heart diagram
Patrick J. Lynch via Flickr
heart diagram
Patrick J. Lynch via Flickr

Here at ClearHealthCosts.com, we regularly look at how geography affects the cost of a procedure like Lasik, or a pharmaceutical, as we have through the Price of Birth Control project.

But geography does more than shape the cost of a procedure–it also impacts whether or not you will have a certain procedure. Data mining has shown huge variations in the frequency of some health procedures by region. This has big implications for the cost of health care, “raising the prospect that billions of dollars are wasted each year on unnecessary and potentially dangerous treatments.”

This revelation comes out of some terrific work by the California HeathCare Foundation Center for Health Reporting, based at the USC Annenberg School for Communication and Journalism. Emily Bazar, one of the Center’s senior reporters, recently had a two-part series in the San Francisco Chronicle that began by looking at the cost of care through the lens of health procedures in Clearlake, a small Northern California lake town found to have an abnormally high incidence of a certain kinds of elective heart procedure.

An analysis of statewide hospital data by Stanford Professor Laurence Baker found that Clearlake saw an unusually high number of two elective heart procedures. Moreover, a separate analysis of Medicare data revealed that from 2005 to 2007, Clearlake had the highest inpatient angioplasty rate in the nation.

(A subseqent investigation by Consumer Reports found widespread overuse of invasive heart

procedures, which brought in huge profits for doctors while sometimes putting patients at unnecessary risk.)

This high rate of elective surgery comes with a meaty price tag. Bazar notes that median price for a scheduled, inpatient angioplasty in 2009 was $71,166 at St. Helena Hospital, where the overwhelming majority of Clearlake residents traveled to have their heart procedures. That price tag is in line with many Northern California hospitals. So it was less the cost of a single procedure than the fact that some places seemed particularly prone to procedures others often deemed unnecessary that caught researchers’ attention. As Bazar explains:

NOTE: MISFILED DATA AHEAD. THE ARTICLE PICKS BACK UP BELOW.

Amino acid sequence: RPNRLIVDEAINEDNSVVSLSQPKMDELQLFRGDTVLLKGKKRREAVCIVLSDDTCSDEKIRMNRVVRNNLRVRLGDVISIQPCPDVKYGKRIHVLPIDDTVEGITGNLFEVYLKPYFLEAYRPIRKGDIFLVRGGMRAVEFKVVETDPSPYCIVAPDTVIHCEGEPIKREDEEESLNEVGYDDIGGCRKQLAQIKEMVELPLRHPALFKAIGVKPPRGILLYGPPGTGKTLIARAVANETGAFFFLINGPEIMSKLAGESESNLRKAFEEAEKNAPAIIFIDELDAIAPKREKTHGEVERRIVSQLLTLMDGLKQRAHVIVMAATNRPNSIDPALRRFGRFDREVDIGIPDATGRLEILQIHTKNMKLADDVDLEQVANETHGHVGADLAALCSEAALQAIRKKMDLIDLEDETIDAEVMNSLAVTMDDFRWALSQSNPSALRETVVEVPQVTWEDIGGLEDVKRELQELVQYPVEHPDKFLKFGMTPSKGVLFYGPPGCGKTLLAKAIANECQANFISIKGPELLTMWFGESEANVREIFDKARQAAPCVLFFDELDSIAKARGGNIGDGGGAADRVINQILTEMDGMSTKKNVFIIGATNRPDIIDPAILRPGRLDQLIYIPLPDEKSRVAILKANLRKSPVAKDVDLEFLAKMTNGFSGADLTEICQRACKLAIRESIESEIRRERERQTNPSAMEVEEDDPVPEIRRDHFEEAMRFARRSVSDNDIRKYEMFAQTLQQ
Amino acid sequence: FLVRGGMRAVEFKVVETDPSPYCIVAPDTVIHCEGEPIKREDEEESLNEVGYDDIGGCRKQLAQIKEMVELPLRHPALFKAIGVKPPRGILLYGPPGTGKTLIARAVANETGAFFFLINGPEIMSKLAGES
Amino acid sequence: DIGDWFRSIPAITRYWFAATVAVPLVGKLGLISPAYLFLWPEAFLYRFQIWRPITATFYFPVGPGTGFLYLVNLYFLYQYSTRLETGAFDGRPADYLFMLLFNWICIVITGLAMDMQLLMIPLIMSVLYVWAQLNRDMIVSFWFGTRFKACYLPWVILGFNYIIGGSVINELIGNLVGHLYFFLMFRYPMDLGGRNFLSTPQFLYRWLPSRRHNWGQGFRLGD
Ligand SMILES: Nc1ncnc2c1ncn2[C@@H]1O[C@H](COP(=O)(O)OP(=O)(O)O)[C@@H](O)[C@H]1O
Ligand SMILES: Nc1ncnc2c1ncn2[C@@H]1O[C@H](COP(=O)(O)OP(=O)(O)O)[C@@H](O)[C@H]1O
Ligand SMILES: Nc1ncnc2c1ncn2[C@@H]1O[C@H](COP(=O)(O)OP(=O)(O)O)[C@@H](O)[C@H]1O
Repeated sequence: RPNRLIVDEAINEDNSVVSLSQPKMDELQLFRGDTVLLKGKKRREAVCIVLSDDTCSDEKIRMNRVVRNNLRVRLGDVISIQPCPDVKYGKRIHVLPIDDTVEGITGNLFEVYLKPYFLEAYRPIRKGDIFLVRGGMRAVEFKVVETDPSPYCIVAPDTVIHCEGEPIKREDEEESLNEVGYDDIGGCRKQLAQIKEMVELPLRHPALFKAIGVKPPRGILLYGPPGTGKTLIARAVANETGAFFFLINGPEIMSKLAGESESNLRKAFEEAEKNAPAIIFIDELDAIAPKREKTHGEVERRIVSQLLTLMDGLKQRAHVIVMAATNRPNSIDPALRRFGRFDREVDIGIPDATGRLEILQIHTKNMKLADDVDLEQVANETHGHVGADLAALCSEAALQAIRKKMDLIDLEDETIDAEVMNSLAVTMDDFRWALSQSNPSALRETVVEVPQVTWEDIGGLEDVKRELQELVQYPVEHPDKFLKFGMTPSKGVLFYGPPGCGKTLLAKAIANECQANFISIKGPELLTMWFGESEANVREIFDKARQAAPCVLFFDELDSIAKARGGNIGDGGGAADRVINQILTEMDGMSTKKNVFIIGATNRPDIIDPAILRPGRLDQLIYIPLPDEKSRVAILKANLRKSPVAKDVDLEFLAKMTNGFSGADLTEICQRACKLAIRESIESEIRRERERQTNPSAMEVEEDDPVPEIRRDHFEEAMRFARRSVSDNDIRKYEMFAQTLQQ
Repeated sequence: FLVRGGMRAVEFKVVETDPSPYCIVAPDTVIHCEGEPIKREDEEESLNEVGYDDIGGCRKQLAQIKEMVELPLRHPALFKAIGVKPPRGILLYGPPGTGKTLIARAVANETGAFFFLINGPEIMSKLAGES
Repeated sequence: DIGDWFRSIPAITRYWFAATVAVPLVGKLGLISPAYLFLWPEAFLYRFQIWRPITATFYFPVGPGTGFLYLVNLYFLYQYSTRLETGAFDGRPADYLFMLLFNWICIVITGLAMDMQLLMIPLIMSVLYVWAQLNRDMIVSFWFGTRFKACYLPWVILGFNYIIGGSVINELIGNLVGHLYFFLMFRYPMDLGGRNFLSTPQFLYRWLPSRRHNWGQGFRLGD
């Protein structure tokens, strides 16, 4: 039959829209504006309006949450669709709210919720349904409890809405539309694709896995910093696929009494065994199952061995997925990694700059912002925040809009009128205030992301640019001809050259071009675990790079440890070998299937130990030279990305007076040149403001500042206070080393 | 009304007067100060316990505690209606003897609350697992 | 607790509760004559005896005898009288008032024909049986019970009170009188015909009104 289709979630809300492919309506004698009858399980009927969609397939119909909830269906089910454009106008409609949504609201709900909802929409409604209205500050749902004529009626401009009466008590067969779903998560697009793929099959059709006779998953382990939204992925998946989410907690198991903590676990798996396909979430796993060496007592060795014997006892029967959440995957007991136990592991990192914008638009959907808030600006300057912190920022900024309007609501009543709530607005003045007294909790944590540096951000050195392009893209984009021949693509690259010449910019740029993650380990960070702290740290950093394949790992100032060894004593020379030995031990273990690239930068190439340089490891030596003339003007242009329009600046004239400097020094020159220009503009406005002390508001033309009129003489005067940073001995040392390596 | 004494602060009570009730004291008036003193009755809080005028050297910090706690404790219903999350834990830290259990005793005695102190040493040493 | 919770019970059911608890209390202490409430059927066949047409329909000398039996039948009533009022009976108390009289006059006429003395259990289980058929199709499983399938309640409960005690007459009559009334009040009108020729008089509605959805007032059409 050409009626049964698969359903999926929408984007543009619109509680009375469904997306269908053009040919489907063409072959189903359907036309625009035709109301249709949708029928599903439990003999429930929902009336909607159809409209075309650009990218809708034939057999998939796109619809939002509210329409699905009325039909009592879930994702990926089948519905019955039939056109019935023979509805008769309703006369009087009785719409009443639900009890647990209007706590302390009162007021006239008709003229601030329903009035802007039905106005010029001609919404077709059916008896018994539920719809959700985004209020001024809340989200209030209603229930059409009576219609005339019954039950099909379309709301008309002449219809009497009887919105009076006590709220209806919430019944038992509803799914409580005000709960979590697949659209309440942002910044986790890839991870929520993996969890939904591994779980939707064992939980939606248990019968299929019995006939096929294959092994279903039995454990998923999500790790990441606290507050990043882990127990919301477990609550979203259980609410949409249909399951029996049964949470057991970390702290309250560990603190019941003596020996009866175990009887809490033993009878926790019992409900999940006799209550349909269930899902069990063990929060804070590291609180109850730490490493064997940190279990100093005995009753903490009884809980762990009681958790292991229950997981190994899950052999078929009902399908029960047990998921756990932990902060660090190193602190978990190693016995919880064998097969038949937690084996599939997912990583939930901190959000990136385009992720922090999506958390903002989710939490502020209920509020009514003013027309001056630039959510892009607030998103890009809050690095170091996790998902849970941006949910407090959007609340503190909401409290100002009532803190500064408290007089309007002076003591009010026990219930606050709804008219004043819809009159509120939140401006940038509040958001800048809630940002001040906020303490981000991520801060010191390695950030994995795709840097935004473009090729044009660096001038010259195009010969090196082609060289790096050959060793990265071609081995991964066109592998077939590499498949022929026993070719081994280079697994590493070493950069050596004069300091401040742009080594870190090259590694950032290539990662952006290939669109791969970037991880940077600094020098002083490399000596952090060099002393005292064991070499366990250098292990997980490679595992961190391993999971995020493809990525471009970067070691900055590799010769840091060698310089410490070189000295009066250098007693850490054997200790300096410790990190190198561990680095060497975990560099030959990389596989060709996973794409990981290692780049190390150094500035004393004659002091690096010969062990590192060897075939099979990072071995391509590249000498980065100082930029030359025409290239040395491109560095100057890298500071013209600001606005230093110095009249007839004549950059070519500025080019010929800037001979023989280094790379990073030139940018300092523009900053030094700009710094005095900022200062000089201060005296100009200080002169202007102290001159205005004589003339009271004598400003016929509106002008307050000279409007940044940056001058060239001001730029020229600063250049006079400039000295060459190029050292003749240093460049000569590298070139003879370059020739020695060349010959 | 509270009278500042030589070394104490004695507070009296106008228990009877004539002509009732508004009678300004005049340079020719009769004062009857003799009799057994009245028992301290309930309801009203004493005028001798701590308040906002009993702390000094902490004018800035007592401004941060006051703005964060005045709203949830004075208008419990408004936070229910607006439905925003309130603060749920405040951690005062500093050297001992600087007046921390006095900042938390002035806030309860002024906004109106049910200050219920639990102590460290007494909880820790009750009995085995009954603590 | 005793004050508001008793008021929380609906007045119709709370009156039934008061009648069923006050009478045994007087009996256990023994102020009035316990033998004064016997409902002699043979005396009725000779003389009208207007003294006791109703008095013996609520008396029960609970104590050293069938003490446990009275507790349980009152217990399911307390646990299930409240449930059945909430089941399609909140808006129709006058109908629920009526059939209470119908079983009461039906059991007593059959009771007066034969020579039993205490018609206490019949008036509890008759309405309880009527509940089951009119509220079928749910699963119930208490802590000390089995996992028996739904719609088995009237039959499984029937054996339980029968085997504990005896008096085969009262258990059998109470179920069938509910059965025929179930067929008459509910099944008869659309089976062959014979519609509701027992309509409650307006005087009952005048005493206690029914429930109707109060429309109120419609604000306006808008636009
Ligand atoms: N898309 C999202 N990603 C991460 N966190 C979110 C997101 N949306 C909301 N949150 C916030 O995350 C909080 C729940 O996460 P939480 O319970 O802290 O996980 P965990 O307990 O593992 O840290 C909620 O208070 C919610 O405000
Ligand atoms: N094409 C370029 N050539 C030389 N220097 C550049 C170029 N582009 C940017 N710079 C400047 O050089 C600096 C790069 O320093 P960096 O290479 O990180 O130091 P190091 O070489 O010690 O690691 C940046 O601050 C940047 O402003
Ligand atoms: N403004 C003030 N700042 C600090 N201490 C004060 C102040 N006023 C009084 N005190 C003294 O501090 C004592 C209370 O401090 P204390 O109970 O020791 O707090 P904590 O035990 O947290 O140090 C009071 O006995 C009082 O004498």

“The financial and health implications of extreme variation are enormous, raising the prospect that billions of dollars are wasted each year on unnecessary and potentially dangerous treatments. About 600,000 angioplasties alone are performed nationwide annually at a price tag of more than $12 billion, according to a recent study in the Journal of the American Medical Association.”

Not surprising then that organizations are using data mining to try to control costs. The second piece in Bazar’s series looks at an experiment in San Francisco in which Blue Shield of California has partnered with local hospitals and physicians to try coordinate care for 26,000 public employees in the hopes of improving care while eliminating waste.

Bazar did several blog posts on the heels of her reporting, highlighting the varied responses to her pieces, and taking a deeper look at the procedure of elective angioplasty. Take a look at Bazar’s work. We will be talking with her soon about how she went about doing her reporting, and other issues around cost of care.